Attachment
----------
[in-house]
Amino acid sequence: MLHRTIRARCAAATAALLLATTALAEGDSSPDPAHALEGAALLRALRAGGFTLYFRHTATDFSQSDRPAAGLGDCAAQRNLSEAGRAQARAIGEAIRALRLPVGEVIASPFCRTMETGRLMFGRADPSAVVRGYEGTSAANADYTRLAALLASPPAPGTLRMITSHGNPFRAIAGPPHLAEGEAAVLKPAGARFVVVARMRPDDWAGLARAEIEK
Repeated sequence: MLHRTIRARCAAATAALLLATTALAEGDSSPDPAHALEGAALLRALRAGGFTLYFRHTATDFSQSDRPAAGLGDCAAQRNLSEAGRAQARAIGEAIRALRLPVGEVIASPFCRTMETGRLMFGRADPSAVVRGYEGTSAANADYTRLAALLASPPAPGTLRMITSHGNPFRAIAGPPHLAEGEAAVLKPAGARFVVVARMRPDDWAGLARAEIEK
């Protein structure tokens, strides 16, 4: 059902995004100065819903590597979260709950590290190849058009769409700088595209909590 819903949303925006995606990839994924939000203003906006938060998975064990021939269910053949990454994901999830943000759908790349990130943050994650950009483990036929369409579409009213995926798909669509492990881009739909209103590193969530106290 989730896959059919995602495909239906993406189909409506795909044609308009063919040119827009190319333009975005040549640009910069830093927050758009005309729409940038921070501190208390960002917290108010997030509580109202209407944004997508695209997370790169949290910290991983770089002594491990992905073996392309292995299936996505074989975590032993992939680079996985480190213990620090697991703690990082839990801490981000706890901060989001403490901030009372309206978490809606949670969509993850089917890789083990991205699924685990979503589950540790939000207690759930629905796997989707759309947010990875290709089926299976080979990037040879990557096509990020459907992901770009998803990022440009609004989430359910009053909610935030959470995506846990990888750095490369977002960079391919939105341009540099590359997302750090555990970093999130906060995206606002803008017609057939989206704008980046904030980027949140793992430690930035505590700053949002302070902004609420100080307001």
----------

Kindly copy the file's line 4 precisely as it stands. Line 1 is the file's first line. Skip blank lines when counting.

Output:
């Protein structure tokens, strides 16, 4: 059902995004100065819903590597979260709950590290190849058009769409700088595209909590 819903949303925006995606990839994924939000203003906006938060998975064990021939269910053949990454994901999830943000759908790349990130943050994650950009483990036929369409579409009213995926798909669509492990881009739909209103590193969530106290 989730896959059919995602495909239906993406189909409506795909044609308009063919040119827009190319333009975005040549640009910069830093927050758009005309729409940038921070501190208390960002917290108010997030509580109202209407944004997508695209997370790169949290910290991983770089002594491990992905073996392309292995299936996505074989975590032993992939680079996985480190213990620090697991703690990082839990801490981000706890901060989001403490901030009372309206978490809606949670969509993850089917890789083990991205699924685990979503589950540790939000207690759930629905796997989707759309947010990875290709089926299976080979990037040879990557096509990020459907992901770009998803990022440009609004989430359910009053909610935030959470995506846990990888750095490369977002960079391919939105341009540099590359997302750090555990970093999130906060995206606002803008017609057939989206704008980046904030980027949140793992430690930035505590700053949002302070902004609420100080307001």